He is talking about one of the pre-eminent clubs in a nation that produced World Cup finalists in 1938 and 1954 and that, with their legendary “Golden Squad”, destroyed England 6-3 at Wembley in 1953. “Twilight of the Gods” is how the Daily Mirror's headline described England's emasculation by the Mighty Magyars that night.

How could this decline and fall have happened? “You have to understand that, when the country was under Communist rule until the 1990s, these clubs were founded by the big state-run companies,” says Bogdan, who attended the funeral of Ferenc Puskas, totem of those days, five years ago. “And when democracy came in, the funds were cut because these companies went bankrupt or were privatised so they put less money into sport. The infrastructure never improved. I think they [also] just stopped developing the coaching infrastructure. They just stopped developing. Maybe they got a bit confident.”

Young Hungarian players such as Bogdan have heard frequent reminders about the glorious past, not dissimilar to England, 1966 and all that. “They say, 'Oh yeah, we used to have that team, those days were great' and 'what are you guys doing? Nothing!'” he relates.

Yet the nation has developed a curious reputation for producing good goalkeepers. First, there was Gabor Kiraly, whose arrival at Crystal Palace in 2004 prompted an explosion in Hungary's Premier League interest. West Bromwich's Marton Fulop and Liverpool's Peter Gulacsi have since followed.

“It's not easy to make it as a football player in Hungary, with the culture and pitches,” Bogdan says. “Some of them do it. But as a keeper you are individual in a team and therefore, if you are lucky enough and motivated enough and you know what your goals are and you keep focusing and keep meeting the right people, [you can extricate yourself.]”

The “right person” for him was Fred Barber – a Bolton goalkeeping coach whose week-long training camps are something of a legend in these parts. When Bogdan was invited on one, he had dropped to Second Division side Vecses, on loan, after a first team place at Vasas proved elusive, But he was already a Hungary Under-21 international and Bolton signed him. He remains Bolton's only signing from Sammy Lee's brief era.

His close friend Ali al-Habsi, in the opposing goal for Wigan this afternoon, knows how it feels to be goalkeeper-in-waiting to Jaaskelainen, and begged Coyle to let him leave. But Bogdan has broken through. There have been sticky moments, such as a 5-1 home defeat to Chelsea in October, but an excellent penalty save from Wayne Rooney in a 3-0 defeat at Old Trafford was one of the more high-profile demonstrations of his calm emergence as a goalkeeper of authority. “It's easier when you play against United because all the games are broadcast,” he says. “I saw [Rooney] miss the penalty against [Manchester] City when he scored from the rebound. We all have our IT stuff too. It's not really a secret. We just make our minds up [which way to dive].”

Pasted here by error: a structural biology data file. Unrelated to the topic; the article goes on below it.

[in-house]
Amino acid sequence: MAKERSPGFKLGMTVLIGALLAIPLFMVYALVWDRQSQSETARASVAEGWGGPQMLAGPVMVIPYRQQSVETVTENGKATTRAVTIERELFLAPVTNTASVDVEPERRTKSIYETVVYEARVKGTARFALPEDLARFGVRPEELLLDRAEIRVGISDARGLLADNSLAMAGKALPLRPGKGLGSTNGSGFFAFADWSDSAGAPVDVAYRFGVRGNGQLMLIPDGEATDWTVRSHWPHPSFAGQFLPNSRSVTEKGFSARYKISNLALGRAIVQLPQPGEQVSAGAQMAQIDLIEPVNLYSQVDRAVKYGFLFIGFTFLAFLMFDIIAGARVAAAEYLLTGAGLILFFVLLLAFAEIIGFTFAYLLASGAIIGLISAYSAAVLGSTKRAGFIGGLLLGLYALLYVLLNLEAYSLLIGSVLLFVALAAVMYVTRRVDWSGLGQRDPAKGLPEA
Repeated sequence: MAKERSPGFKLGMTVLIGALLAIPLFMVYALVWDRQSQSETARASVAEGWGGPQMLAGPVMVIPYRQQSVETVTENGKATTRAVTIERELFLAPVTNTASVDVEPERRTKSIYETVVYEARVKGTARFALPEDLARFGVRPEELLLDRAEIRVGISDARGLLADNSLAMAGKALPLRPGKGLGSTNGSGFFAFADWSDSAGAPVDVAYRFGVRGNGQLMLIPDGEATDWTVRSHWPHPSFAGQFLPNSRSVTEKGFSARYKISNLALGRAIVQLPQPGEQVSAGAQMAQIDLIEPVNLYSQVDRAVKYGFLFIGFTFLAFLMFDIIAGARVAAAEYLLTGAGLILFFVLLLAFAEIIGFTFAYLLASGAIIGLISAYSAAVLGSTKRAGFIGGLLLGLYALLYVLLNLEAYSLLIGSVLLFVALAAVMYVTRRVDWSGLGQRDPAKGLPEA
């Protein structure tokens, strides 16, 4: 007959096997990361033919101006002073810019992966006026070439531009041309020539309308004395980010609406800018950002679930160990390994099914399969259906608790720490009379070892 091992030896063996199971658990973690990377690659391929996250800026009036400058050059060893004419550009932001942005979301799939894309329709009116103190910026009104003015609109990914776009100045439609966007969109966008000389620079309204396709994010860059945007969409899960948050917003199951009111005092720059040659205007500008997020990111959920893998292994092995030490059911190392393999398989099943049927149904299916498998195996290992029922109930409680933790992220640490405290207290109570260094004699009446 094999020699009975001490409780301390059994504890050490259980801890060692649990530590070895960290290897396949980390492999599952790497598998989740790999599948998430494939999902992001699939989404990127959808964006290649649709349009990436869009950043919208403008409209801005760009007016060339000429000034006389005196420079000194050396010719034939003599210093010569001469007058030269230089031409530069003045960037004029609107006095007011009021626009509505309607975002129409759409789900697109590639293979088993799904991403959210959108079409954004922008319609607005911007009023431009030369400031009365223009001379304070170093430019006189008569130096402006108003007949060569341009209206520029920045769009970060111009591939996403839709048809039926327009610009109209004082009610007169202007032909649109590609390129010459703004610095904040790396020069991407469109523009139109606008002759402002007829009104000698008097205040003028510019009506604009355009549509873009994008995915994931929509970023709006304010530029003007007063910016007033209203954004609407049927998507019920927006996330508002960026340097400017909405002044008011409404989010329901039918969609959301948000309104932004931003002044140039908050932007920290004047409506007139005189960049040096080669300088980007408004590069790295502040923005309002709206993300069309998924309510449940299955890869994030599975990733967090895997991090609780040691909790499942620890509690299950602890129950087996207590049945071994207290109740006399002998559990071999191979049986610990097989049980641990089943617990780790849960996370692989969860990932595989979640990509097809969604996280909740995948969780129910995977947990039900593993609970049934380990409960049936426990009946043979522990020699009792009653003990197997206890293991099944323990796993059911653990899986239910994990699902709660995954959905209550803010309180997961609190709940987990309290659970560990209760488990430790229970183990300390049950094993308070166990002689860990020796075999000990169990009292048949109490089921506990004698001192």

You sense there's been some agonising about a certain windy night at Goodison Park last month – when his opposite number Tim Howard scored directly from a clearance.

“I knew the ball was going to come big and I just tried to get ready, if the defender missed the ball, to be in the right spot to collect the ball,” Bogdan says. “Unfortunately the wind picked it up. Obviously I tried to think, 'What did I do wrong? Should I have done something better?' But, as I looked at the video and talked to people I really trust, I don't think it was anything to do with me. Well... it is something to do with me, obviously! But yes it was a freak goal. I just had to get on with it.”

It's an honest assessment, which reveals that Bogdan is someone with a broad perspective, for whom the BBC iPlayer and, dare it be said, The Independent have been a window on the events of the Arab Spring and more.

“I try to keep up with the world,” he says. “Yours is a big paper so there's not always time but I'm into history and geography. What has happened in Egypt and Syria is hard to talk about in football because people don't really know.”

The story of Adam Bogdan. A cheesy tale about crisps is barely the start of it.

My Other Life

England is the perfect country for music as there are so many gigs and concerts. My partner and I have been to see Coldplay in Manchester, Adele, Kasabian... I can't tell you how many gigs. I'm into travelling and I try to do as much as I can in the summer. This sport is really good for it! I went to Barcelona and Cyprus last summer, before that Egypt. I try to keep up with the world. You have this BBC iPlayer, which is good. I do read The Independent, too. There's not always time but I try to enjoy some of the articles when I have a chance.